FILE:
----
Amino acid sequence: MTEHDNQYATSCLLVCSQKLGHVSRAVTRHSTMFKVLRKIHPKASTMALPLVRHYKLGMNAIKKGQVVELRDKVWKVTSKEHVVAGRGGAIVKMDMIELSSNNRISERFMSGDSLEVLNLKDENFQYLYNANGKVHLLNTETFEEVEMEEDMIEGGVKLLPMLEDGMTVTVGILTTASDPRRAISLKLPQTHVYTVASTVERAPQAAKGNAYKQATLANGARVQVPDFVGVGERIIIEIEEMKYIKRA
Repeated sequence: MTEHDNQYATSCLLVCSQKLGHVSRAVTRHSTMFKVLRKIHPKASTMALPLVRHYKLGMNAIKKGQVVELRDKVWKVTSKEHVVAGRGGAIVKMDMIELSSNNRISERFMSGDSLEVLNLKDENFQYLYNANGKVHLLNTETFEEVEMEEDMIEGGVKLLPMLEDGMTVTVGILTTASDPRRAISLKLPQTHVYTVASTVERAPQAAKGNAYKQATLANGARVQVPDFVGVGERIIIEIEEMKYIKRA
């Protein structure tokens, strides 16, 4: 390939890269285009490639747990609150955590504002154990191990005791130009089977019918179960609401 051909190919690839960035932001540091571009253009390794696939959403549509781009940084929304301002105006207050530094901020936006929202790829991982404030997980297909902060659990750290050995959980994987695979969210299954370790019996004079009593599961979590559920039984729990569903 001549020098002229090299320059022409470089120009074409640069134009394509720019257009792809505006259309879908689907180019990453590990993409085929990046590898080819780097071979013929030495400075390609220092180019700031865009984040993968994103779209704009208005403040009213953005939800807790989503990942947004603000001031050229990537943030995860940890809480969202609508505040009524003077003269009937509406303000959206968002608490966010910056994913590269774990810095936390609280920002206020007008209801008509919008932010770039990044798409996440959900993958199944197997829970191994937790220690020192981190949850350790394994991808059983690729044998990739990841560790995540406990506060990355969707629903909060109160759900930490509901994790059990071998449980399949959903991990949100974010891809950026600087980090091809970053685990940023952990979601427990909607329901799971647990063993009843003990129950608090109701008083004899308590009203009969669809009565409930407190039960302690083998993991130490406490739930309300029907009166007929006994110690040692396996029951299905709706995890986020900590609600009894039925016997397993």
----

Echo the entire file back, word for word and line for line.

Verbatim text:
Amino acid sequence: MTEHDNQYATSCLLVCSQKLGHVSRAVTRHSTMFKVLRKIHPKASTMALPLVRHYKLGMNAIKKGQVVELRDKVWKVTSKEHVVAGRGGAIVKMDMIELSSNNRISERFMSGDSLEVLNLKDENFQYLYNANGKVHLLNTETFEEVEMEEDMIEGGVKLLPMLEDGMTVTVGILTTASDPRRAISLKLPQTHVYTVASTVERAPQAAKGNAYKQATLANGARVQVPDFVGVGERIIIEIEEMKYIKRA
Repeated sequence: MTEHDNQYATSCLLVCSQKLGHVSRAVTRHSTMFKVLRKIHPKASTMALPLVRHYKLGMNAIKKGQVVELRDKVWKVTSKEHVVAGRGGAIVKMDMIELSSNNRISERFMSGDSLEVLNLKDENFQYLYNANGKVHLLNTETFEEVEMEEDMIEGGVKLLPMLEDGMTVTVGILTTASDPRRAISLKLPQTHVYTVASTVERAPQAAKGNAYKQATLANGARVQVPDFVGVGERIIIEIEEMKYIKRA
């Protein structure tokens, strides 16, 4: 390939890269285009490639747990609150955590504002154990191990005791130009089977019918179960609401 051909190919690839960035932001540091571009253009390794696939959403549509781009940084929304301002105006207050530094901020936006929202790829991982404030997980297909902060659990750290050995959980994987695979969210299954370790019996004079009593599961979590559920039984729990569903 001549020098002229090299320059022409470089120009074409640069134009394509720019257009792809505006259309879908689907180019990453590990993409085929990046590898080819780097071979013929030495400075390609220092180019700031865009984040993968994103779209704009208005403040009213953005939800807790989503990942947004603000001031050229990537943030995860940890809480969202609508505040009524003077003269009937509406303000959206968002608490966010910056994913590269774990810095936390609280920002206020007008209801008509919008932010770039990044798409996440959900993958199944197997829970191994937790220690020192981190949850350790394994991808059983690729044998990739990841560790995540406990506060990355969707629903909060109160759900930490509901994790059990071998449980399949959903991990949100974010891809950026600087980090091809970053685990940023952990979601427990909607329901799971647990063993009843003990129950608090109701008083004899308590009203009969669809009565409930407190039960302690083998993991130490406490739930309300029907009166007929006994110690040692396996029951299905709706995890986020900590609600009894039925016997397993």